- Communicate with parents! Have a newsletter, website, blog or FB page where parents can see learning in action across the facility, by teachers, administrators and children. If concerned about privacy and confidentiality, webpages can usually be password protected and FB groups can be closed to only those you allow.

- Encourage parental involvement. Working on colors, numbers, letter of the month/week, etc.? Give parents a take-home sheet listing fun activities for reinforcement at home and in the environment. It gives the children an opportunity to show growth. 

If you want to be viewed as teachers and not babysitters, then it truly begins with believing the difference YOURSELF and living up to that expectation.

We teach others how to treat us.
Respect is earned.
Tags: babysitting, versus, teacher, teachers, child, care, daycare, childcare, center, professional, professionalism, toddler, infant, preschool, parent, parents, pre-k, parenting, quality, 

Friday, October 18, 2013

Addition Doubles 0-5 Finger Chant

We have been working on addition and subtraction for a long time now, but these are the first FACTS that we've attempted to begin memorization.

The children helped me come up with this little finger play chant for our 0-5 addition doubles. After just a couple of days they had them down.

Zero plus zero equals zero I know.
One plus one equals two it's true!
Two plus two equals four no more.
Three plus three equals six such tricks!
Four plus four equals eight that's GREAT!
Five plus five equals ten let's do it again...

We hold up the number on each hand then bring them together for the equation and then we have a movement that goes with the last part.

...I know. - point to head's true! - say it convincingly and nod your head more. - wave hands across one another in front of you
...such tricks! - spiral motion with first fingers going up and out
...that's GREAT! - say it loud and raise arms into air it again... - make a rolling motion with hands

We are also working on negation, a number minus itself equals zero. They got that concept down very quick.
tags: math, maths, mathematics, numbers, counting, addition, facts, memorization, doubles, finger, finger play, fingerplay, chant, kindergarten, preschool, fun, education, teaching, homeschooling

Wednesday, October 2, 2013

Foiling Toddler Bin Dumping

While this is a place of PLAY, with few rules and where the children are encouraged to experiment and be inventive, when that curiosity leads to toys a foot deep and necessary items being damaged, then it needs to be controlled.

Once the children reach the preschool stage, then these measures are not necessary. 

Toddlers though...[sigh!]

Our toy bins are most often used as:

trains, planes and automobiles...


or jumping and climbing platforms.
Which unfortunately ruins them...

While these are all worthy activities, there are items SPECIFICALLY in our environment to facilitate these, and we have loose parts play all over outside. SO...

since we can't just put everything out of reach...


Initially I tried screwing the bins into the wooden dowels, but the dowels split, and the screws popped through if pulled upon with enough force. 

SO...plan B, which seems to be working wonderfully.

I marked the bins of our main unit  in the middle,
about a 1/2 inch higher and lower than the bar they rest upon,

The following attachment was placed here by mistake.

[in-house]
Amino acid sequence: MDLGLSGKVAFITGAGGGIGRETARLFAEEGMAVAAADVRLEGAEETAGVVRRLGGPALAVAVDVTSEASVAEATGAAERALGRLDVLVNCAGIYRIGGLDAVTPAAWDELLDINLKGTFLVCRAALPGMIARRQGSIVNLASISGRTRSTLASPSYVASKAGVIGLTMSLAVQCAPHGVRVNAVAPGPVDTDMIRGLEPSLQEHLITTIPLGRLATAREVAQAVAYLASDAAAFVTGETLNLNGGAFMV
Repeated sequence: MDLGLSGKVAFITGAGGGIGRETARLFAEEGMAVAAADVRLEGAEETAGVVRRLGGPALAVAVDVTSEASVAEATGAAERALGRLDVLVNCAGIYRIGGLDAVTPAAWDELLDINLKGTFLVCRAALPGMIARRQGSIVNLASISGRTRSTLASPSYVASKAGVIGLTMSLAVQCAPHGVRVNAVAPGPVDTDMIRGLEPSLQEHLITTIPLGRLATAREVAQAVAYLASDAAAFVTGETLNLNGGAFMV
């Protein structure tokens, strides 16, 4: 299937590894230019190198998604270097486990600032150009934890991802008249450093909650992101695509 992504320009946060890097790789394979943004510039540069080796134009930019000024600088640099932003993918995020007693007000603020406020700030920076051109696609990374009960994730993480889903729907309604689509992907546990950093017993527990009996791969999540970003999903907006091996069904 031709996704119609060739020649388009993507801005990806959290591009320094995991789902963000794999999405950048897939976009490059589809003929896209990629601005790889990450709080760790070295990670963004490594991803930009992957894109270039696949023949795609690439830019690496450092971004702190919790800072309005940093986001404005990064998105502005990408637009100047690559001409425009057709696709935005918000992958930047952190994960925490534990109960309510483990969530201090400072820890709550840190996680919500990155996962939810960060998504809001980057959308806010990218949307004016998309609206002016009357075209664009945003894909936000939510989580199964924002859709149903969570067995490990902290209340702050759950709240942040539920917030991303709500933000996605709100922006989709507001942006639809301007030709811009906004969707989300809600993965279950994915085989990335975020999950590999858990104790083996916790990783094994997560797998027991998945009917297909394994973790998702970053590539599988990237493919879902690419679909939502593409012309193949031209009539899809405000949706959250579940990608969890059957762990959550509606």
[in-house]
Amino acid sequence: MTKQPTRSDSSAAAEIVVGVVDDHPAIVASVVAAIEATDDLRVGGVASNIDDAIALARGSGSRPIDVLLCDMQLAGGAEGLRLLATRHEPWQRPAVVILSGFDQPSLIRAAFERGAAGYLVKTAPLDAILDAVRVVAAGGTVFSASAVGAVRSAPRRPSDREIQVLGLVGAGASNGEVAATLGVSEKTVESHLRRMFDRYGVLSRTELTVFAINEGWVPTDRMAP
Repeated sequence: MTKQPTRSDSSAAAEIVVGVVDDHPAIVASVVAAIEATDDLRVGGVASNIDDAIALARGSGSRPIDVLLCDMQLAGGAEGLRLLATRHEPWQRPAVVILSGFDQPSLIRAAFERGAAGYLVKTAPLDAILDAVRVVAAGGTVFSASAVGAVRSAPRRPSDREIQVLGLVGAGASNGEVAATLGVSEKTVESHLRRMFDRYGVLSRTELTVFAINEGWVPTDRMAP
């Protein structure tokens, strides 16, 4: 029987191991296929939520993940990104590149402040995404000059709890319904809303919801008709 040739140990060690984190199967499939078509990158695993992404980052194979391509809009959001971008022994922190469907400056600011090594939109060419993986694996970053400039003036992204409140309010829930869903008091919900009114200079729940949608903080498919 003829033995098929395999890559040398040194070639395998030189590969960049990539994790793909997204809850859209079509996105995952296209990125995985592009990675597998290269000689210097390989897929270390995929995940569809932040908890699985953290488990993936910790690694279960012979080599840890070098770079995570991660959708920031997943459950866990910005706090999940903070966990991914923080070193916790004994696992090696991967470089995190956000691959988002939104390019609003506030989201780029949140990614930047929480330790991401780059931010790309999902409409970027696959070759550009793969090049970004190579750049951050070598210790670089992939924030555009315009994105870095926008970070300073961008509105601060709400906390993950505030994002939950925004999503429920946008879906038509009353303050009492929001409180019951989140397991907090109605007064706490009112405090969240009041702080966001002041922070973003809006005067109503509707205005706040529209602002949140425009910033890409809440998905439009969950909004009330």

drilled holes with my largest drill bit

And threaded zip ties through them, attaching at the bottom and cutting off with my wire nippers.


For the shelving bins, I found these plastic baskets at the dollar store, thinking that the children wouldn't be able to stand on them, so they would hold up better. They do. However, this does not keep them from bin dumping them and using them as hats. 

So I again used zip ties, through a screwed in eyelet. The children can easily swing the baskets out to get to their toys, but they can't take off with them. 

They still get the toys all out, but now they have to do it one item at a time, not just up-ending it all at once. Additionally, since they can't take off with them, there is little incentive to remove all the toys unless they are actually PLAYING with them.

I left these ties long so that I can adjust them or remove the bins if needed, without wasting zip ties.

For the large dress up bin, 

I did screw it in, using good sized washers and wood screws to ensure that the plastic wouldn't rip out.

The children still climb in there, but it's a tight fit with the shelf above and they don't do it very often.


I have also found that I have to screw in shelves, because they will clear the shelves [dumping] to remove them from off the brackets to be used as bridges and the shelving unit used as a play house. The peg brackets, unfortunately, are also choking hazards, so it's important that the children can't get to them and remove them. 

I find it easiest to place the shelf in and mark the top and bottom, remove the shelf and pre-drill through the middle of the lines,

then screw in from the outside. This ensures that you hit the middle of the shelf and won't have screw ends poking out or possibly splitting the board.

While it would be idyllic if children would simply play with their toys, I like that my students are smart and inquisitive enough that I need to batten everything down or they WILL deconstruct and invent with anything and everything possible. 

It makes them much more interesting to teach.
Tags: toddler, bins, toys, play room, play, playroom, shelving, storage, daycare, child, care, childcare, preschool, homeschooling, parenting, bedroom,